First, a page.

Google itself confirmed that its SEO algorithm neither discriminates nor favors a website based on IP address. According to Matt Cutts, the head of Google’s Webspam team, a website with a unique IP address has no algorithmic advantage over sites with shared IP addresses. Cutt is straightforward in debunking the “unique IP theory” as a myth.
Before the advent of virtual private server (VPS), shared and dedicated hosting are the only two options for web publishers looking for managed server solutions. Signing up for shared hosting means publishing your website under an IP address used by other customers of your web host, whereas dedicated hosting gives you a unique IP address and server, which of course costs more. The “Unique IP = SEO Factor” myth somehow helped foster the growth of virtual private server hosting, in which one physical server is split into multiple user accounts, each having a unique IP address.
Google Ban Websites by Domain Name, Not by IP
Google is aware that millions of websites share a common IP address, that’s why banning sites by IP address doesn’t make sense. As a proof, Google is requiring web owners to specify their site’s domain name (not IP address) when sending a request to reverse Google’s ban or penalty. Google admits that a ban could be subject to reversal upon review.
Another proof is that a banned domain name would not appear in Google search results even if it is transferred to a new host with a different IP address, unless the new owner informs Google that the banned domain is now under a new ownership and populated with entirely new content. This clearly shows that Google relies on domain name instead of IP address when ranking websites. Read the real story of Chris Webb who bought ckwebb.com after it was blacklisted by Google.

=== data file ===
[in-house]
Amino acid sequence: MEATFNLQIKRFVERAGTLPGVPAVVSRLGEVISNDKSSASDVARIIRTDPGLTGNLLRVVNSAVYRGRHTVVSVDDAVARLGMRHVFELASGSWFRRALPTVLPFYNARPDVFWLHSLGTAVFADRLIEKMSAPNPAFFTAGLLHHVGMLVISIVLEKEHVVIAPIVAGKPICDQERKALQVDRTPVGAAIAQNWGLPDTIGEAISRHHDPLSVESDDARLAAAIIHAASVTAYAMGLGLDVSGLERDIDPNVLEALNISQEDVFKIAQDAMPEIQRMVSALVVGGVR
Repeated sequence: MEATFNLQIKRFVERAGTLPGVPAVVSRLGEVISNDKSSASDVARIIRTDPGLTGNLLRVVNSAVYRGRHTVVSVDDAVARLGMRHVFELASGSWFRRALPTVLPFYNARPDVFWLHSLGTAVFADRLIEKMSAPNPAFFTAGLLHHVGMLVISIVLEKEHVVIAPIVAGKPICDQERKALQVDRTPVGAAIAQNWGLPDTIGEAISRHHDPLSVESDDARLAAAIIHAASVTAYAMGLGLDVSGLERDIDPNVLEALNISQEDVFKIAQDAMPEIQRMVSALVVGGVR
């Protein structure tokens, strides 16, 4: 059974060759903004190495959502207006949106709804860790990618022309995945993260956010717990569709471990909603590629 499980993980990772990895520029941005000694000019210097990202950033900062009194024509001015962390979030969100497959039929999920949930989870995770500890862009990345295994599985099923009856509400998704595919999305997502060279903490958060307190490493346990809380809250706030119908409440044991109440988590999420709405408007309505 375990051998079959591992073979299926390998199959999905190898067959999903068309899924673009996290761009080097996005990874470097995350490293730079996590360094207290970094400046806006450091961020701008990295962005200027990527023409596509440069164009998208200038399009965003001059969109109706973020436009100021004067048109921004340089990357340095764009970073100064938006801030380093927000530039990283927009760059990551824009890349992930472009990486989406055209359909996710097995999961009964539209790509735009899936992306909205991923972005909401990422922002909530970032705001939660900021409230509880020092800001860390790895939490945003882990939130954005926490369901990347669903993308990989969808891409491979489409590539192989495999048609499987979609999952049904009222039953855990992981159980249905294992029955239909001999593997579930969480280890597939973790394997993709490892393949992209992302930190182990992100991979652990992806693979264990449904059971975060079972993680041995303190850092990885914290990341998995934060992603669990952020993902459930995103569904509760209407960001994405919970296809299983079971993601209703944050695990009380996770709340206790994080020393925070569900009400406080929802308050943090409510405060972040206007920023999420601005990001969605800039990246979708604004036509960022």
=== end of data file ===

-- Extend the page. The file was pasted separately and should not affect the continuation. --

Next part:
Getting a unique IP via VPS or dedicated web hosting is not bad either. A dedicated IP prevents security issues and allows for more flexibility in tweaking the server environment.
Possible Reasons Why Some Sites Seem to be Banned based on IP Address
Google is of course smarter than black-hat SEO experts out there. Since a single server can be abused for SEO purposes, Google looks into domain registrant information to check if a single webmaster is maintaining a large network of spammy sites. Google can uncover illegal SEO activities by looking at domain registration data. If you are planning to purchase domain names from GoDaddy and publish them under the same IP address, that’s fine. But if you would use them to build links to your main site, Google may ban your entire site network. Registrant data would show that these sites are owned by a single webmaster and by having a common outbound links, it would be undeniable that they have been created mainly for SEO purposes.
The ISP of your web host can also affect your site’s ranking in subtle ways. For instance, a host with high downtime can misinform a crawler that your site is not existing. This can lead to temporary downgrade in the PageRank of all sites in the server. Also, if the server computer is slow in handling client request, bounce rates may increase. Bounce rate indicates how long a visitor has stayed in your website, and this is one of more than 200 SEO factors in Google’s algorithm.
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